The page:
Notz Stucki Investment Conference – 14 January 2020
2019 was a great year for financial assets with every major market rising, some of them strongly, such as oil and the S&P 500. Against this backdrop there were some surprises which may have significant influence as we head into 2020. The meeting discussed four of these. First the breakdown of the China/HK relationship. Second the Fed reversing its tightening policy and restarting QE. Third, the unprecedented situation of $17tn of negative yielding bonds that was reached in August. Finally the divergence between the oil price and the performance of energy stocks; oil was the best performing asset of the year, but energy was the worst performing sector in the S&P.
Xi Xinping is the first Chinese President who has had a foreign policy of significance. Under his leadership China has adopted an imperial vision with its belts and roads policy which aims to tie China into the world and make it more central in global trade. To finance all the infrastructure surrounding this project required a deep, liquid financial centre which China was fortunate to inherit from the British with Hong Kong. However Hong Kong’s role was compromised by the elections in November when, with a big turnout, the population voted emphatically for the pro-democracy parties. Effectively 70% of the electorate voted against Beijing. As a result China will promote Shanghai and Shenzhen as alternatives, but for them to be credible China needs to take off capital controls, and this a risky process in a command economy. However it is because of this that official pronouncements from China have changed more from threats to devalue the RMB, to announcements talking of a strong currency supported by positive interest rates in line with Chinese people’s savings culture.
In the last quarter the Fed reversed its monetary tightening and restarted QE. They did this when the repo market broke down in September, and they started adding $60 billion a month to ensure it worked smoothly. Why did the repo market break down? It is not clear but it may have been caused partly by the fact that the borrowing needs of the US government are so enormous now that the private sector cannot absorb them, and so the Fed has to step in to maintain stability. From 2010 to 2016 US Government spending was flat (due to the constraints imposed by the Tea Party), but now it has exploded. The budget deficit now runs at $5.6bn a day, and the Fed funds between a third and half this. The Fed is scheduled to end this support in March, but in an election year the likelihood is that it will continue. In effect MMT has arrived, and it is noticeable that since the Fed reversed course the dollar has fallen.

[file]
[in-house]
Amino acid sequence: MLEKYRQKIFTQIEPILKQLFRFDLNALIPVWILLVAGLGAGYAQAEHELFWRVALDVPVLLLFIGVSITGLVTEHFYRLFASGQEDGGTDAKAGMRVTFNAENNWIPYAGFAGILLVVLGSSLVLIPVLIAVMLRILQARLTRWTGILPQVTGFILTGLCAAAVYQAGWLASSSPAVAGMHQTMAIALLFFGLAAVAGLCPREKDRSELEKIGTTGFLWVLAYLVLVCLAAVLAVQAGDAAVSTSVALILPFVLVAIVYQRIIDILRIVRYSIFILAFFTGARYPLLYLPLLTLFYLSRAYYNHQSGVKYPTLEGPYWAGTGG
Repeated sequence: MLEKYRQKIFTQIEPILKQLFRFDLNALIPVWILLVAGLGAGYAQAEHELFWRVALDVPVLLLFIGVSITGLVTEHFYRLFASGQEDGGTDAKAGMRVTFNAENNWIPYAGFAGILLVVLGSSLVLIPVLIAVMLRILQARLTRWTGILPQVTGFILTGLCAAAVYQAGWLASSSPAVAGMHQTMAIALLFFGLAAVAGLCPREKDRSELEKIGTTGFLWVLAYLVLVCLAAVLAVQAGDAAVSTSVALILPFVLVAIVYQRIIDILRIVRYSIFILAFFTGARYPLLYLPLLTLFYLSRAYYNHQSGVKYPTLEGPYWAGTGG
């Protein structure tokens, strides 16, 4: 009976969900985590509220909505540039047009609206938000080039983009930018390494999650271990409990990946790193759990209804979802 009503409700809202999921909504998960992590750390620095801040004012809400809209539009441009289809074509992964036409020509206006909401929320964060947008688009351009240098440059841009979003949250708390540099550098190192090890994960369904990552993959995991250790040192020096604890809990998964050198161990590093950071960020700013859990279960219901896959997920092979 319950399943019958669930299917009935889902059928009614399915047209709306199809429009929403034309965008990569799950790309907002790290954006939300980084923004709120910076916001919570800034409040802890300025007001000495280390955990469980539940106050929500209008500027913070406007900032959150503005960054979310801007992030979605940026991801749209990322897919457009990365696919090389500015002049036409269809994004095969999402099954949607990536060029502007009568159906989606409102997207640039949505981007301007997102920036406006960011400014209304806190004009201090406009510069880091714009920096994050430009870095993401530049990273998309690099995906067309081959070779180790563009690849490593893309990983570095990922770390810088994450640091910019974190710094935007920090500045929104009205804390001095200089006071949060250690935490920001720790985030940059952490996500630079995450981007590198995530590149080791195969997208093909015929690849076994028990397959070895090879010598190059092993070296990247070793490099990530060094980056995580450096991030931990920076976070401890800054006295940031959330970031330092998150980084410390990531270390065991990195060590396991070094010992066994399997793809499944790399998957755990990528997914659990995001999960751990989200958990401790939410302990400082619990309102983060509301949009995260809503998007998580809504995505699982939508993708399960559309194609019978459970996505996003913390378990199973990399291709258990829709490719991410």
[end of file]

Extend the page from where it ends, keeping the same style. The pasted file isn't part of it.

The negative yields in bond markets represent the biggest bubble in financial history. It seems extraordinary that this happens at a time of monetary and fiscal profligacy. It rests on two pillars. The first is that interest rates will never go up again, and the second that investor demand for bonds will remain strong. The first pillar remains as strong as ever, but the second is wobbling a bit. Markets became more sceptical last year of assets with stretched valuations, as evidenced by the collapse of WeWork, and a sharp derating of companies like Uber. This scepticism could one day extend to the idea of paying to own an asset whose raison d’être was to pay you. Another development was that Sweden raised interest rates after judging that negative interest rates had not improved growth but had done significant damage to the financial sector and pensions. Sweden was an early adopter of negative rates, but their move will at least raise the level of debate in other Central Banks. More fundamentally, negative rates will start to battle with rising inflation figures. The US CPI is at a ten year high. More inflation may be in the pipeline – many of the riots and discontent seen around the world stem from the loss of purchasing power by workers. With labour markets tight, wages have the capacity to rise. In any event the ability of the negative interest rates’ bubble to expand further seems limited as governments turn more to fiscal measures. The new ECB Chairman said in her first speech that fiscal deficits should rise.
Finally what will come of the disconnect between the oil price and oil stocks? The oil price rise exceeded the S&P gain in 2019, but oil stocks were the worst performing sector in that index. This is even odder given that analysts predict that the energy sector’s earnings will be the strongest in 2020. There has been little new investment in the sector in recent years, and oil is a finite resource. There is a strong likelihood that it may break out upwards from the $40-60 trading range that it has been in the last few years.
Some of the assumptions that underlay 2019’s strong performance may be challenged in 2020. Inflation and the US dollar will need close watching. Inflation could rise further as a result of higher energy prices, or labour costs. Politics is an influence on both, and in the case of labour the increase in nationalism and consequent pressure to reduce flows of labour and immigration could lead to labour shortages. This takes place in the context of budget deterioration almost everywhere. For the investor it is time to look at currencies beyond the dollar – in the emerging market bloc, Australian dollar, Canadian dollar, sterling and gold. Negative yielding bonds should be sold, and only selective Emerging Market debt offers much interest in the fixed income space. In equity markets investors should start to look outside the US to the Japanese, European and Emerging Markets, and to sectors like energy and biotech.
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